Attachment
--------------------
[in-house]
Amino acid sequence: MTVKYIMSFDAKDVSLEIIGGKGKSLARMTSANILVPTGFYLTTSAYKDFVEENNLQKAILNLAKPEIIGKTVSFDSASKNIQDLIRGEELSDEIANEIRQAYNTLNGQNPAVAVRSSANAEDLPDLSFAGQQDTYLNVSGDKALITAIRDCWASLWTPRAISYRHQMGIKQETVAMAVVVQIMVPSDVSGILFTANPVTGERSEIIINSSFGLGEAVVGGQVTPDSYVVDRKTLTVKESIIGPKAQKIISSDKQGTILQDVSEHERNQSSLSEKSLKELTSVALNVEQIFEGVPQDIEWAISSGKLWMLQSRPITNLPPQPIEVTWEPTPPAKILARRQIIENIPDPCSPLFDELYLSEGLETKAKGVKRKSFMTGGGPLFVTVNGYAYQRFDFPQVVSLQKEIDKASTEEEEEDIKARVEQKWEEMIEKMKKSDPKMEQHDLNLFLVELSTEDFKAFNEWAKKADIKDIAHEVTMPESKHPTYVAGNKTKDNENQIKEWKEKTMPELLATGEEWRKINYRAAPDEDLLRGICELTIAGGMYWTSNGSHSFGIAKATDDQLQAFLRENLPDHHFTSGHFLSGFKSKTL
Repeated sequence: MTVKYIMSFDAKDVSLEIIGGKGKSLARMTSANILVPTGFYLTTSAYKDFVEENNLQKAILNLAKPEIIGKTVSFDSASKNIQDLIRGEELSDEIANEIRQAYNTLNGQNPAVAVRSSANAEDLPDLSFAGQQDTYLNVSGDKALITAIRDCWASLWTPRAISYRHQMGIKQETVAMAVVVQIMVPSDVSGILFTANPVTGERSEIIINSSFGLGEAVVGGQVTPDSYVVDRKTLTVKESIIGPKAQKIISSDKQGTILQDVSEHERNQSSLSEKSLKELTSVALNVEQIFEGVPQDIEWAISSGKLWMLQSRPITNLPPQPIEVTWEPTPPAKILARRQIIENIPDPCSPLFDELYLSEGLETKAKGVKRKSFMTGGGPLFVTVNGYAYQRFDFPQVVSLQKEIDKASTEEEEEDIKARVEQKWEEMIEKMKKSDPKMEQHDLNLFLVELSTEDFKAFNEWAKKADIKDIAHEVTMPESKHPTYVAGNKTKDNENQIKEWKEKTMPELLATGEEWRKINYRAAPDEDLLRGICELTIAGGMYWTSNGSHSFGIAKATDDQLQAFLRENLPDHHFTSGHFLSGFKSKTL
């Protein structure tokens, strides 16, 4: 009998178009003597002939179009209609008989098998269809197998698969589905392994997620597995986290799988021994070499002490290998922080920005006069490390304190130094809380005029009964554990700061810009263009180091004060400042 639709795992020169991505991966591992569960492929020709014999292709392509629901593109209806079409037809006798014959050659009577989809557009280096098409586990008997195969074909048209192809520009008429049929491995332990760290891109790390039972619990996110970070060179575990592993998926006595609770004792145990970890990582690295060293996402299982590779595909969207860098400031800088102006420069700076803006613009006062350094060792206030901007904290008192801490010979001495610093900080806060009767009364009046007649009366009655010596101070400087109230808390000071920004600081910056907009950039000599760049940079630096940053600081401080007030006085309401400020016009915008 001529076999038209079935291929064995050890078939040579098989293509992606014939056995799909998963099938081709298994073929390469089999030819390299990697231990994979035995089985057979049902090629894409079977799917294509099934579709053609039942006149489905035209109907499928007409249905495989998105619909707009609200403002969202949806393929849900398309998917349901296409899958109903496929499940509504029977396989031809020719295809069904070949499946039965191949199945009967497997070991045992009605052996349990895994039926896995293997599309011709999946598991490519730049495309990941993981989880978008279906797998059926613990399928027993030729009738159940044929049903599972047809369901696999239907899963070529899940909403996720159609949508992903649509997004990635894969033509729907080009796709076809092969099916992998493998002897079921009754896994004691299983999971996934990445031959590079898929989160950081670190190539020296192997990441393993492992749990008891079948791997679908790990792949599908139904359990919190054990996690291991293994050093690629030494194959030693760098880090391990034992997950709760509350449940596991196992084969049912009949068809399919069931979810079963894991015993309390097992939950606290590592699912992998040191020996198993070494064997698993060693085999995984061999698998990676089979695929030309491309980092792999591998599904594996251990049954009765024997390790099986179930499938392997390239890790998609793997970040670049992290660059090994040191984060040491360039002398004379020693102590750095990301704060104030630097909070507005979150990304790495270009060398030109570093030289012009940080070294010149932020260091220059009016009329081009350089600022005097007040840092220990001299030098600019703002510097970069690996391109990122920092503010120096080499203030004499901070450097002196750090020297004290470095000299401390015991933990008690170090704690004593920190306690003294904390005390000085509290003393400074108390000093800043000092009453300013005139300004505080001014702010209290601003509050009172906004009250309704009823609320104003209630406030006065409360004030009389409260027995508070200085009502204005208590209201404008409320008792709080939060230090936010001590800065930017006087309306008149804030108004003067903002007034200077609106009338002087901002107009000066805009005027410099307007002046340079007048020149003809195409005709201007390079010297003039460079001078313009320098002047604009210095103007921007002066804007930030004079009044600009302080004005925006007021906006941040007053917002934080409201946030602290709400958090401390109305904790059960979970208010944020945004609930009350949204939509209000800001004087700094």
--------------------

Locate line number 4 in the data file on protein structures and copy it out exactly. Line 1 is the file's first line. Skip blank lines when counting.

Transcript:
């Protein structure tokens, strides 16, 4: 009998178009003597002939179009209609008989098998269809197998698969589905392994997620597995986290799988021994070499002490290998922080920005006069490390304190130094809380005029009964554990700061810009263009180091004060400042 639709795992020169991505991966591992569960492929020709014999292709392509629901593109209806079409037809006798014959050659009577989809557009280096098409586990008997195969074909048209192809520009008429049929491995332990760290891109790390039972619990996110970070060179575990592993998926006595609770004792145990970890990582690295060293996402299982590779595909969207860098400031800088102006420069700076803006613009006062350094060792206030901007904290008192801490010979001495610093900080806060009767009364009046007649009366009655010596101070400087109230808390000071920004600081910056907009950039000599760049940079630096940053600081401080007030006085309401400020016009915008 001529076999038209079935291929064995050890078939040579098989293509992606014939056995799909998963099938081709298994073929390469089999030819390299990697231990994979035995089985057979049902090629894409079977799917294509099934579709053609039942006149489905035209109907499928007409249905495989998105619909707009609200403002969202949806393929849900398309998917349901296409899958109903496929499940509504029977396989031809020719295809069904070949499946039965191949199945009967497997070991045992009605052996349990895994039926896995293997599309011709999946598991490519730049495309990941993981989880978008279906797998059926613990399928027993030729009738159940044929049903599972047809369901696999239907899963070529899940909403996720159609949508992903649509997004990635894969033509729907080009796709076809092969099916992998493998002897079921009754896994004691299983999971996934990445031959590079898929989160950081670190190539020296192997990441393993492992749990008891079948791997679908790990792949599908139904359990919190054990996690291991293994050093690629030494194959030693760098880090391990034992997950709760509350449940596991196992084969049912009949068809399919069931979810079963894991015993309390097992939950606290590592699912992998040191020996198993070494064997698993060693085999995984061999698998990676089979695929030309491309980092792999591998599904594996251990049954009765024997390790099986179930499938392997390239890790998609793997970040670049992290660059090994040191984060040491360039002398004379020693102590750095990301704060104030630097909070507005979150990304790495270009060398030109570093030289012009940080070294010149932020260091220059009016009329081009350089600022005097007040840092220990001299030098600019703002510097970069690996391109990122920092503010120096080499203030004499901070450097002196750090020297004290470095000299401390015991933990008690170090704690004593920190306690003294904390005390000085509290003393400074108390000093800043000092009453300013005139300004505080001014702010209290601003509050009172906004009250309704009823609320104003209630406030006065409360004030009389409260027995508070200085009502204005208590209201404008409320008792709080939060230090936010001590800065930017006087309306008149804030108004003067903002007034200077609106009338002087901002107009000066805009005027410099307007002046340079007048020149003809195409005709201007390079010297003039460079001078313009320098002047604009210095103007921007002066804007930030004079009044600009302080004005925006007021906006941040007053917002934080409201946030602290709400958090401390109305904790059960979970208010944020945004609930009350949204939509209000800001004087700094």